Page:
The Armenian government approved on Thursday a list of 24 lucrative companies where it will deploy soon permanent tax “representatives” tasked with monitoring their financial operations and detecting possible tax evasion.
The move is the latest in a series of government measures aimed at tackling widespread tax fraud and, in particular, underreporting of earnings by Armenia’s largest corporate taxpayers. It stems from government-drafted amendments to Armenian tax legislation that were approved by parliament last fall.
The initial version of those amendments submitted to the National Assembly in May 2009 met with fierce resistance from pro-government lawmakers with extensive business interests. They strongly objected to provisions giving officials from the State Revenue Committee (SRC) unrestricted access to large companies’ facilities, financial documents and other information about their business operations.
The government pushed the bill through parliament only after limiting the powers of SRC representatives. In particular, they will not be allowed to enter and inspect production facilities at will.
In a statement issued after a meeting held in the eastern town of Gavar, the government said the approved list mostly comprises Armenia’s leading importers of basic foodstuffs, alcohol, cigarettes and drugs. They have long posted suspiciously modest profits contrasting with the conspicuous wealth of their owners, many of them government-linked businessmen.
According to the government statement, tax agents will also be assigned to local cigarette-manufacturing companies. But neither the statement, nor senior SRC officials, who spoke to journalists after the cabinet meeting, publicized the full list, which is subject to annual review.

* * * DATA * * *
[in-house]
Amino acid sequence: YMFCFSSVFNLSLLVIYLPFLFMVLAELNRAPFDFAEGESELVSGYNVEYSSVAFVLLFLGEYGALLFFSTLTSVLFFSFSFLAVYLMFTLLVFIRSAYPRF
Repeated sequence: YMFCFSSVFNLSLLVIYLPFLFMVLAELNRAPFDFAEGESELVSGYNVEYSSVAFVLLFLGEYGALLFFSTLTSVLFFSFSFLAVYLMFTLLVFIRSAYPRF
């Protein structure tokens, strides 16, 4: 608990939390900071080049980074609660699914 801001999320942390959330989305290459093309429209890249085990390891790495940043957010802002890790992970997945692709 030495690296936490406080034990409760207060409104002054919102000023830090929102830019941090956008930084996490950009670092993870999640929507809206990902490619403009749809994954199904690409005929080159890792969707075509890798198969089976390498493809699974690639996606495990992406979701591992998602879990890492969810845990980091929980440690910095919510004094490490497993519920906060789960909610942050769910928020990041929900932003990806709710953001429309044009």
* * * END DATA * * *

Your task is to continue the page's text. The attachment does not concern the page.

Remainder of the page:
“Unfortunately, I don’t have a copy with me right now,” said Ruben Kocharian, the deputy head of the SRC. He said all 24 entities have posted annual sales exceeding 4 billion drams ($11 million) and/or quarterly imports worth over 500 million drams.
Kocharian insisted that tax representatives will help his agency ascertain the actual volume of profits made by those firms. “The same mechanism was applied in other countries and produced quite good results,” he told a news conference.
But Arsen Ghazarian, chairman of the Armenian Union of Industrialists and Entrepreneurs, sounded a more cautious note. “If tax representatives perform their functions diligently and have normal businesslike relationships with entrepreneurs … we will be able to say that this mechanism has proved effective,” he told RFE/RL’s Armenian service. “Time will tell.”
Prime Minister Tigran Sarkisian has repeatedly described big business as “the number one target” of his government’s fight against tax evasion. He pledged to toughen the crackdown in April, acknowledging that government measures taken so far have proved largely ineffective.
As part of that crackdown, some 285 Armenian-based companies with an annual revenue of over 1 billion drams must have their financial reports filed with tax authorities certified by independent auditors starting from this year.